Avoiding probate is not always simple or even possible, but it usually well worth the effort to do so. On of the most common tools used to circumvent the probate process is forming a revocable living trust to hold assets that would otherwise pass through probate and likely diminish greatly in the process.
Different trusts offer various advantages and may allow an estate to dodge probate when the owner of the estate passes away. Revocable living trusts work well for this purpose, when established and maintained properly. In broad strokes, the trust creator, or "grantor," establishes the living trust and transfers the property he or she wishes to keep within it to the trust. In most cases, the grantor establishes him or herself as the trustee of the trust, creating legal separation from the property but still enjoying the ability to manage the property as its trustee.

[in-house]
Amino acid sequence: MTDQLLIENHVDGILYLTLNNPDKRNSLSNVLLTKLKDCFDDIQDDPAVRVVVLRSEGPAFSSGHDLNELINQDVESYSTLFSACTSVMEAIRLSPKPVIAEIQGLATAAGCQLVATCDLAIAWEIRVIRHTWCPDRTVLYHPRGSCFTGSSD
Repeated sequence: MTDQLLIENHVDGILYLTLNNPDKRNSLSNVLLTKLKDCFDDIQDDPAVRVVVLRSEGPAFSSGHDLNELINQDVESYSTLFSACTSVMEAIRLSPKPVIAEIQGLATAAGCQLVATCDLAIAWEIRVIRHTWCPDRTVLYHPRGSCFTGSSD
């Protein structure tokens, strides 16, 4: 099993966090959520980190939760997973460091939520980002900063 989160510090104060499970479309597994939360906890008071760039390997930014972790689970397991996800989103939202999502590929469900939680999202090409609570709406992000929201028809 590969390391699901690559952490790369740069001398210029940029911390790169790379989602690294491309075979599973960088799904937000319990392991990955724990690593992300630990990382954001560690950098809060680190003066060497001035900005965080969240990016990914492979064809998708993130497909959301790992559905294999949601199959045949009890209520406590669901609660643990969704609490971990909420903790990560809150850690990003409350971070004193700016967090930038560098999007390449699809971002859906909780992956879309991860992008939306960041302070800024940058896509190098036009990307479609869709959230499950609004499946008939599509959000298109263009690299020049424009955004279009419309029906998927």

When the grantor passes away or is incapacitated, a successor trustee appointed by the grantor then assumes responsibility for the trust and the property and distributes the property within the trust to the grantor's named beneficiaries. In many cases, a proper execution of this process allows the grantor to avoid probate entirely, keeping the distribution efficient and maintaining greater value within the estate itself.
It is important to understand that this process does not allow much margin of error in the preparation of the documents or execution. If you believe that a revocable living trust fits your estate's needs, make sure to carefully scrutinize your trust documents and use the legal resources that you have available to keep your wishes and rights protected.
Source: FindLaw, "Avoiding Probate FAQs," accessed April 20, 2018